http://www.anurbanteacherseducation.com/2011/05/teach-for-america-corps-member.html

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  4. Amen to the bubble sheets and #2 pencils going away.

    Personalized learning is about meeting the individual student where they are in obtaining the knowledge and skill necessary to succeed in life. There are many advisers that play a role in helping to determine what that personalized learning plan should be. It can't be just the student because in many cases they don't know what they don't know. This is where parents should engage along with teachers and the student to identify those things the student must learn (even at their own pace), but also those things that are of interest to that student. Along with historical information about how that student best learns will provide the environment that would allow a student to learn in a personalized environment.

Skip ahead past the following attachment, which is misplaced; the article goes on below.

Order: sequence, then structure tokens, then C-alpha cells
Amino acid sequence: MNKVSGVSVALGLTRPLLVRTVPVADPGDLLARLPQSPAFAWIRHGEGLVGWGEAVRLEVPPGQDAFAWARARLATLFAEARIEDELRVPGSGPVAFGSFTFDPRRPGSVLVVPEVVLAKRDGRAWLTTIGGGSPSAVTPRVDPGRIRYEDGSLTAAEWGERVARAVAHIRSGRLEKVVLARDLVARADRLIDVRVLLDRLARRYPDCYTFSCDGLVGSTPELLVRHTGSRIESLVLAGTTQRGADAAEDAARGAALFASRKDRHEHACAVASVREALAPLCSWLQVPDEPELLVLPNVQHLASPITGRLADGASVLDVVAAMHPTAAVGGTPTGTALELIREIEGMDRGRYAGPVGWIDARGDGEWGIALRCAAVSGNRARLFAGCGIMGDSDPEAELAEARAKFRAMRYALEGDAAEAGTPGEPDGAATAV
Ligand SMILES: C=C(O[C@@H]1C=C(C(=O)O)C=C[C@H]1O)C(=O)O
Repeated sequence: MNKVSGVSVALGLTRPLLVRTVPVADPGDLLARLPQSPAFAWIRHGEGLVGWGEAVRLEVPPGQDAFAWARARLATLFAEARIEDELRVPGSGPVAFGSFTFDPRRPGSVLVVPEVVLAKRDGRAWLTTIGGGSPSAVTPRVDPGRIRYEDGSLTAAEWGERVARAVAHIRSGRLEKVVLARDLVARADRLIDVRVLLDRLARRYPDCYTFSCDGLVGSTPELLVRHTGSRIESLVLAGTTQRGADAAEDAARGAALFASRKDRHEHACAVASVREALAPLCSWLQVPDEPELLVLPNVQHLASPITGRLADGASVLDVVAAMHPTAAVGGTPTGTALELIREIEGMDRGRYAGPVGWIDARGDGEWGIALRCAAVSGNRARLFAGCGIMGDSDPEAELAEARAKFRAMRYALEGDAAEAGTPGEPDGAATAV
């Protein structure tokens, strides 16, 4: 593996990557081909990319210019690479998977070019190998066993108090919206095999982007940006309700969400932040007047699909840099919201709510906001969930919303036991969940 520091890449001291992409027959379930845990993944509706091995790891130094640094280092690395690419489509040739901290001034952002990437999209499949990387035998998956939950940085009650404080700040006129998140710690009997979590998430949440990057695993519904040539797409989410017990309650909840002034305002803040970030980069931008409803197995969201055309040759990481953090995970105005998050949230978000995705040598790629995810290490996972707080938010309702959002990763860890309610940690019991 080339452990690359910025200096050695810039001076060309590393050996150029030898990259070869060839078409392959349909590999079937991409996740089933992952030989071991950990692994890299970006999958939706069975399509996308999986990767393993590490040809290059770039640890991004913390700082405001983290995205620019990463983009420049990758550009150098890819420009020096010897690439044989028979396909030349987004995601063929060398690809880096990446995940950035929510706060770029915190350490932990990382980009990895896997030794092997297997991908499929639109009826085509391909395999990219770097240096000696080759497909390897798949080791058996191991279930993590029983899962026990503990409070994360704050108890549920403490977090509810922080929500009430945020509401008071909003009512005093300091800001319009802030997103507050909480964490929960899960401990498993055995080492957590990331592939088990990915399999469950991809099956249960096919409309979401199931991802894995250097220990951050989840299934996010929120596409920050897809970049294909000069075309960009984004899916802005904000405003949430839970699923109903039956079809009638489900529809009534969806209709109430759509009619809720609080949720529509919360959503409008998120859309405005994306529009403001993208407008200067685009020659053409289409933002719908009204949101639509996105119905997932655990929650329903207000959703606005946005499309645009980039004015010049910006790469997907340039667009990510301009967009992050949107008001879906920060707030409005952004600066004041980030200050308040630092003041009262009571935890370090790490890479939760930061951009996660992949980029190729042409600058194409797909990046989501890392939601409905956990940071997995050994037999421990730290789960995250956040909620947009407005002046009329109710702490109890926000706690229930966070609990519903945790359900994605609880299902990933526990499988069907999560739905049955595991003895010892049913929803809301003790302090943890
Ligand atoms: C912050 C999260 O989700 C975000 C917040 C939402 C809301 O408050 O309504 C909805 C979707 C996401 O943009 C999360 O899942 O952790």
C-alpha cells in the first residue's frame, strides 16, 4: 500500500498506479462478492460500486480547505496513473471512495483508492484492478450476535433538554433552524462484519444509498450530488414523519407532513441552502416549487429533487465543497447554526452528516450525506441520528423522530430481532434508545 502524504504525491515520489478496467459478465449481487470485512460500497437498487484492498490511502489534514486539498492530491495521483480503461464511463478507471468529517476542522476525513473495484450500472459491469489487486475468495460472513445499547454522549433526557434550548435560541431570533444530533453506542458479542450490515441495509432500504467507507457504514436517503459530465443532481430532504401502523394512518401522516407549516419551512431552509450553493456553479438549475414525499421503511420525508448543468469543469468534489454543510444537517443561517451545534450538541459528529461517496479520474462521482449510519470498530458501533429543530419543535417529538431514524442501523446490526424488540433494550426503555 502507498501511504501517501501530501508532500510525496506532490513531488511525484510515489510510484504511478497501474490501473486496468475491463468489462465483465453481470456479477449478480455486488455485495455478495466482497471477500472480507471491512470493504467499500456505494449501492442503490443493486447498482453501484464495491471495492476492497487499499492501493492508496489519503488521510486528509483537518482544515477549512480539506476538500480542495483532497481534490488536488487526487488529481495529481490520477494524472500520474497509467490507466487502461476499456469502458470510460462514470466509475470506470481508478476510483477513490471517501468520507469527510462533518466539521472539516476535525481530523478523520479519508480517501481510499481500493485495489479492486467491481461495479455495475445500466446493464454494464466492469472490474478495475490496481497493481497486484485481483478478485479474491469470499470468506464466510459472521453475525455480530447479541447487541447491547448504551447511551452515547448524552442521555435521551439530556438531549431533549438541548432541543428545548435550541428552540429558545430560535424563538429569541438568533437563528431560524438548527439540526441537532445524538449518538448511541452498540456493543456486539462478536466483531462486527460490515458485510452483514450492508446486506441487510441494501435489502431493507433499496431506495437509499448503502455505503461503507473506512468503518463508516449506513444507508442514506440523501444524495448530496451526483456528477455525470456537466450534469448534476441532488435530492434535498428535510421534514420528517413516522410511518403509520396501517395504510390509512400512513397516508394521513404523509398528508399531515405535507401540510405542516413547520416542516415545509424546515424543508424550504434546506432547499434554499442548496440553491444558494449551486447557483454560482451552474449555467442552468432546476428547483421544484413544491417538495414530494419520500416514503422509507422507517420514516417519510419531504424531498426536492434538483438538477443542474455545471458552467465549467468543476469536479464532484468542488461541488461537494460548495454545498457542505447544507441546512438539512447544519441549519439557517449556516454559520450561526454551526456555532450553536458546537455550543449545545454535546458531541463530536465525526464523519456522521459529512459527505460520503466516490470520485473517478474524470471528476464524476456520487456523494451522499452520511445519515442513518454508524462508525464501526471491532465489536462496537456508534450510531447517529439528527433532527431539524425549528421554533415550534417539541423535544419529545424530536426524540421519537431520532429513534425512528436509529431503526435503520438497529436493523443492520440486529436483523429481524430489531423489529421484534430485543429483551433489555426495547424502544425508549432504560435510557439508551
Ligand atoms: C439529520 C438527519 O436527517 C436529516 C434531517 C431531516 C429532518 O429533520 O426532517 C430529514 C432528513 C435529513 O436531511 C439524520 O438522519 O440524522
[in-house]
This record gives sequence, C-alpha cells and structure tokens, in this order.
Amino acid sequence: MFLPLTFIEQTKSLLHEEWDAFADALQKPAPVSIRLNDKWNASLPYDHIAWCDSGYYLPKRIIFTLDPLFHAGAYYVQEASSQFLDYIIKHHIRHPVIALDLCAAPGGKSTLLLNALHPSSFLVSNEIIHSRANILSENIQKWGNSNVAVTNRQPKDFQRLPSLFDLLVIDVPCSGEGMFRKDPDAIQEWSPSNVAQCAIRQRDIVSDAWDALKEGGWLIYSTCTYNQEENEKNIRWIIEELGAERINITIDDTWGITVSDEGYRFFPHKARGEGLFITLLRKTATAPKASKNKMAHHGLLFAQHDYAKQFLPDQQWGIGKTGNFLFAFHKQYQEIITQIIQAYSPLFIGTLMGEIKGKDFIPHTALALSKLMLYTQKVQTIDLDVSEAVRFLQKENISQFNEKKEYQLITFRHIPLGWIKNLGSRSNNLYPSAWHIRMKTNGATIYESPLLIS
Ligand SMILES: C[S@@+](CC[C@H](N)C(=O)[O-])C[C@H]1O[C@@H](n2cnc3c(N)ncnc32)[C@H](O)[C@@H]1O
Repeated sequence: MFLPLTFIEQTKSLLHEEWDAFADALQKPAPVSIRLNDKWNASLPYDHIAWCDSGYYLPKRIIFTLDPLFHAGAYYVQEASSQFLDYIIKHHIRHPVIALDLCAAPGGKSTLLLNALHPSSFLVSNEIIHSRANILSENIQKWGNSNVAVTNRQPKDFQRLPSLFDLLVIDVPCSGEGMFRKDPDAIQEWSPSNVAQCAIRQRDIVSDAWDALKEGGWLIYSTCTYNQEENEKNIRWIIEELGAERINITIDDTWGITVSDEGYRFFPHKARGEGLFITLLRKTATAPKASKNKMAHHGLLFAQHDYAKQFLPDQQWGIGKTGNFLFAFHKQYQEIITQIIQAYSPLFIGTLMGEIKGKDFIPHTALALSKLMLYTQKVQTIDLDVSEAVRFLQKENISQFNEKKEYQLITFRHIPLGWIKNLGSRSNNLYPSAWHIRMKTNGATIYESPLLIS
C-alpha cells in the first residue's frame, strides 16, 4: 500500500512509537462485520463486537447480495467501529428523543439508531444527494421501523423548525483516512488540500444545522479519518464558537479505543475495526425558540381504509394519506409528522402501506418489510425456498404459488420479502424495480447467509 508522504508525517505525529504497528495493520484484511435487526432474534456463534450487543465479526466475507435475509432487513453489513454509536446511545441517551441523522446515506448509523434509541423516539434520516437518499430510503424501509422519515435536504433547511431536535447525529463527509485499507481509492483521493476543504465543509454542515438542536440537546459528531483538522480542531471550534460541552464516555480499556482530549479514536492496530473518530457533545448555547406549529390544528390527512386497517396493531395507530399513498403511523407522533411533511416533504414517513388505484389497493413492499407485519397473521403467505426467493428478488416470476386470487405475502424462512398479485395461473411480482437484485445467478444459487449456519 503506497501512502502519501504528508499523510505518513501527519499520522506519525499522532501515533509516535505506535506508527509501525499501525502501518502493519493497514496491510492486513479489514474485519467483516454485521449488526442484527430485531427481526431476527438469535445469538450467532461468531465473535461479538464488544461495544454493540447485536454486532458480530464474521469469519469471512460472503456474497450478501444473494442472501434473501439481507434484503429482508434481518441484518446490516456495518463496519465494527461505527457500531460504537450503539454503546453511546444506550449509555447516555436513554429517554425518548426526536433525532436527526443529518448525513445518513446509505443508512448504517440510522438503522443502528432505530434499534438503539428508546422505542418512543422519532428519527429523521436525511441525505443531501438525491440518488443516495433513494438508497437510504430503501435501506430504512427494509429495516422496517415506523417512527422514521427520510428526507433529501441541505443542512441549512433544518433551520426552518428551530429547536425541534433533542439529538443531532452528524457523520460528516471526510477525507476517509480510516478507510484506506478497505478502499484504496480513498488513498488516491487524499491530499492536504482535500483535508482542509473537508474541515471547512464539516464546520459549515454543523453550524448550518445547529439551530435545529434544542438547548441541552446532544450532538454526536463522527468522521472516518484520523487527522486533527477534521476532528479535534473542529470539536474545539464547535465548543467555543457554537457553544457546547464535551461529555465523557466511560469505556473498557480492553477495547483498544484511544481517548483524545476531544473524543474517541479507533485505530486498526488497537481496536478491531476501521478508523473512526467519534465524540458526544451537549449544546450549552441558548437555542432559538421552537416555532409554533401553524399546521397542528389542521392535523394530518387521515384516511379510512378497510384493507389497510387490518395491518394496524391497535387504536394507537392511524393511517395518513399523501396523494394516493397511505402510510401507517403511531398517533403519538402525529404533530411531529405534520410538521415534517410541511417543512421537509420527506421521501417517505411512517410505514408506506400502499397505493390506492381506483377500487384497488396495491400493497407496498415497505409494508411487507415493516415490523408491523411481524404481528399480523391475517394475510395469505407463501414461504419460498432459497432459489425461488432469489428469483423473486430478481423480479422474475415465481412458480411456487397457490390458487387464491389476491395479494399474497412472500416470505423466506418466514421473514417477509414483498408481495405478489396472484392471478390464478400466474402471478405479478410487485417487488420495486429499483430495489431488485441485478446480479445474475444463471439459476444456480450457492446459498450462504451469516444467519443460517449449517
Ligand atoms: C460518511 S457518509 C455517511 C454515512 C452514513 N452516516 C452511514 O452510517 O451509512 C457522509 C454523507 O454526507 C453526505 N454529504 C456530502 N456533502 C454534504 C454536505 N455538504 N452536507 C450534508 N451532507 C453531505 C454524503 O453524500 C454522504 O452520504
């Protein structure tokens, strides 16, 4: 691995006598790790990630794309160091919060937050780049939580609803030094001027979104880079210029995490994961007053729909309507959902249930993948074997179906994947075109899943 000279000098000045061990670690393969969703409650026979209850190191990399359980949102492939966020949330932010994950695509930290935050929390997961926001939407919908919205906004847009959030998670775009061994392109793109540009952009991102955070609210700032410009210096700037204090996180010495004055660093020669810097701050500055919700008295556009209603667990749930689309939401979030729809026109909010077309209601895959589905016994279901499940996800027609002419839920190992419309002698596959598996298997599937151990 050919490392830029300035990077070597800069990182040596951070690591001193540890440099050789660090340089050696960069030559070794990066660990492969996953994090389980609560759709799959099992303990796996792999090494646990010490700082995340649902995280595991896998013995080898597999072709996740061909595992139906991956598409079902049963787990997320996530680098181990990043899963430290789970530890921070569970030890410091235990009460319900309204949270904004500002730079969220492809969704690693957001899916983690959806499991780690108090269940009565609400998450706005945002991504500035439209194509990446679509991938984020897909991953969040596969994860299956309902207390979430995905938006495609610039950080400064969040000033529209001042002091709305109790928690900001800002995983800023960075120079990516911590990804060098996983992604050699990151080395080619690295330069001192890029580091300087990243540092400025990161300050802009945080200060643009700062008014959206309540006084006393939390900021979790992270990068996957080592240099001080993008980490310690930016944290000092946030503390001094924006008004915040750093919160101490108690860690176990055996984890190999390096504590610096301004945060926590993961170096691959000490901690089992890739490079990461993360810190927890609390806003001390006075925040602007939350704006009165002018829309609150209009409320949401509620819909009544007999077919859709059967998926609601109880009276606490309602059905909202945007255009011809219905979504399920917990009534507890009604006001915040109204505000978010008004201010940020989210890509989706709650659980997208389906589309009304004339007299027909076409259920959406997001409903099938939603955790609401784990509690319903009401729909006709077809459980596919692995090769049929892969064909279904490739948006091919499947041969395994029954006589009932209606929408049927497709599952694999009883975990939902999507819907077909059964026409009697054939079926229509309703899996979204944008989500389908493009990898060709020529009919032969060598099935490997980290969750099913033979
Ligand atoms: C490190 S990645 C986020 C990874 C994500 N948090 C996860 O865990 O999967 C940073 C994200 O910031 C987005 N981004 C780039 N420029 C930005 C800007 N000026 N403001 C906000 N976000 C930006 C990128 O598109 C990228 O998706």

In the end however, if you have no way to assess whether a student has gained that skill or bit of knowledge you're flying blind. There are many fundamental skills that cross all students such as reading, writing, basic math. These can and should all be assessed in similar ways. There are other skills that society as a whole expects to be learned across the board. While there should certainly be variance for culture, socioeconomic and other known variables the bottom line remains if you can't measure it, how does one know?